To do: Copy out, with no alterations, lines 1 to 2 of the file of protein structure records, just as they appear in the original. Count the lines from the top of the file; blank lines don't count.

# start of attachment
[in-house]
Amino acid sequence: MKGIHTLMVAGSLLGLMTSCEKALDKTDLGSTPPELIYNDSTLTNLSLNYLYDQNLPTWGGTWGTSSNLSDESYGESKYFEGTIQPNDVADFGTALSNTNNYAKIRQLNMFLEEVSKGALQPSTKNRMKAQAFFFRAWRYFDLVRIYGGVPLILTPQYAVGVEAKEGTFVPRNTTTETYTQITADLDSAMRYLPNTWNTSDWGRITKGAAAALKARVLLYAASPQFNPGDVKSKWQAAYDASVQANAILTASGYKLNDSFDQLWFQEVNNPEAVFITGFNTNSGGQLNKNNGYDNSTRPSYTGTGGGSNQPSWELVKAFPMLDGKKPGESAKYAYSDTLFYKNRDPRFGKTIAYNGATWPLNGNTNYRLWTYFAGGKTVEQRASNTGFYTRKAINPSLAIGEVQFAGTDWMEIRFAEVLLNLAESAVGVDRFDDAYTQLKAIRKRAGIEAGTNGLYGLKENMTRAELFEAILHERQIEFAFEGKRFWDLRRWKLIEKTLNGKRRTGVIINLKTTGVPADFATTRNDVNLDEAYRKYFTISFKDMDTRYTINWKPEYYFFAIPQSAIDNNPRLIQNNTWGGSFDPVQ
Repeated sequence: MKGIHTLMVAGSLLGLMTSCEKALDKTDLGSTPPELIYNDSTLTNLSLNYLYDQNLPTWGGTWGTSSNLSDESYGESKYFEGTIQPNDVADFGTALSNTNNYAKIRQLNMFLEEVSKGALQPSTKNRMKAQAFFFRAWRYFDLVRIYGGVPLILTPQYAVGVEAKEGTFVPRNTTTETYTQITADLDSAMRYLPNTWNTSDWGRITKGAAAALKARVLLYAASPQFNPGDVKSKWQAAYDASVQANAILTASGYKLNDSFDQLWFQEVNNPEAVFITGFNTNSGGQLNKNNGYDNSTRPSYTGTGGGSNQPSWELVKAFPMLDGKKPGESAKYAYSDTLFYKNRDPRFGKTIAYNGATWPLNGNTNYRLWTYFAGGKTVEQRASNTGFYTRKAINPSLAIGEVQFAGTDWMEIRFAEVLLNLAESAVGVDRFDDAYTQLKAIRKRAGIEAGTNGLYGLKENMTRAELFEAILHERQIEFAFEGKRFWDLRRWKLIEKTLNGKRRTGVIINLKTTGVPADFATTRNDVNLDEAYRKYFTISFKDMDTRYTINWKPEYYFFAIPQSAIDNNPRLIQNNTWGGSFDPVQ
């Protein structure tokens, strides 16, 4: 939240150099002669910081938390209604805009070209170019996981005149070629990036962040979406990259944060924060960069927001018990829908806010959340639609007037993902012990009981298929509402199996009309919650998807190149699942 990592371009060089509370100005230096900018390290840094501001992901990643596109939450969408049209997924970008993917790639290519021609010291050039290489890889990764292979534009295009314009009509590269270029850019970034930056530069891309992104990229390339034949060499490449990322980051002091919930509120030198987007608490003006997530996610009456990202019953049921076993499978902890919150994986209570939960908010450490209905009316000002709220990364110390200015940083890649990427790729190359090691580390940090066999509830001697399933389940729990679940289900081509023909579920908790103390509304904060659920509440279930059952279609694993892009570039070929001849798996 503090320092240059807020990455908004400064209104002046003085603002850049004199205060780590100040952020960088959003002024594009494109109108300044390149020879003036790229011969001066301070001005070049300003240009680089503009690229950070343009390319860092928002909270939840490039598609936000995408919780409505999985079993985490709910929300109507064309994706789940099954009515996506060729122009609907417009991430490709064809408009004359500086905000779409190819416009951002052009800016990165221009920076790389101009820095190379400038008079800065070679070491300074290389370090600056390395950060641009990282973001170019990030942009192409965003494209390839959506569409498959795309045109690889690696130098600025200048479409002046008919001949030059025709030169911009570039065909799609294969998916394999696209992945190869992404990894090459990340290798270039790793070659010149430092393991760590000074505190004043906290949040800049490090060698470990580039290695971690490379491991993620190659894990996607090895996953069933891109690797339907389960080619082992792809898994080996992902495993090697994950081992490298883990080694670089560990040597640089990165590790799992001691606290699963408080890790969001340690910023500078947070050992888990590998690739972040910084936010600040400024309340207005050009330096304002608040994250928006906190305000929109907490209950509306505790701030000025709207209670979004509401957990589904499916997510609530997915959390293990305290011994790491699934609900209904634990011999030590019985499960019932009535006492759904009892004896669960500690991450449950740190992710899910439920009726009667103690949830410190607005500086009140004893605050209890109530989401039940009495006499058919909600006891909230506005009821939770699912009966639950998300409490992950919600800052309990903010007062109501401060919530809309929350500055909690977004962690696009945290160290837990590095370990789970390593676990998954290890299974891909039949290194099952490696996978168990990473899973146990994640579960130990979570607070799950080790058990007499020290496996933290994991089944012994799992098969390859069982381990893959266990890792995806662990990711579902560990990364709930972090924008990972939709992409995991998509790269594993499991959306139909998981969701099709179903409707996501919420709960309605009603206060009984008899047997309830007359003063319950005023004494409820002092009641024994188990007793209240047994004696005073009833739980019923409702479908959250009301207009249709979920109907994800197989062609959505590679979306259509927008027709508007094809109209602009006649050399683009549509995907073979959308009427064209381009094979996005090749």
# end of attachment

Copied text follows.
[in-house]
Amino acid sequence: MKGIHTLMVAGSLLGLMTSCEKALDKTDLGSTPPELIYNDSTLTNLSLNYLYDQNLPTWGGTWGTSSNLSDESYGESKYFEGTIQPNDVADFGTALSNTNNYAKIRQLNMFLEEVSKGALQPSTKNRMKAQAFFFRAWRYFDLVRIYGGVPLILTPQYAVGVEAKEGTFVPRNTTTETYTQITADLDSAMRYLPNTWNTSDWGRITKGAAAALKARVLLYAASPQFNPGDVKSKWQAAYDASVQANAILTASGYKLNDSFDQLWFQEVNNPEAVFITGFNTNSGGQLNKNNGYDNSTRPSYTGTGGGSNQPSWELVKAFPMLDGKKPGESAKYAYSDTLFYKNRDPRFGKTIAYNGATWPLNGNTNYRLWTYFAGGKTVEQRASNTGFYTRKAINPSLAIGEVQFAGTDWMEIRFAEVLLNLAESAVGVDRFDDAYTQLKAIRKRAGIEAGTNGLYGLKENMTRAELFEAILHERQIEFAFEGKRFWDLRRWKLIEKTLNGKRRTGVIINLKTTGVPADFATTRNDVNLDEAYRKYFTISFKDMDTRYTINWKPEYYFFAIPQSAIDNNPRLIQNNTWGGSFDPVQ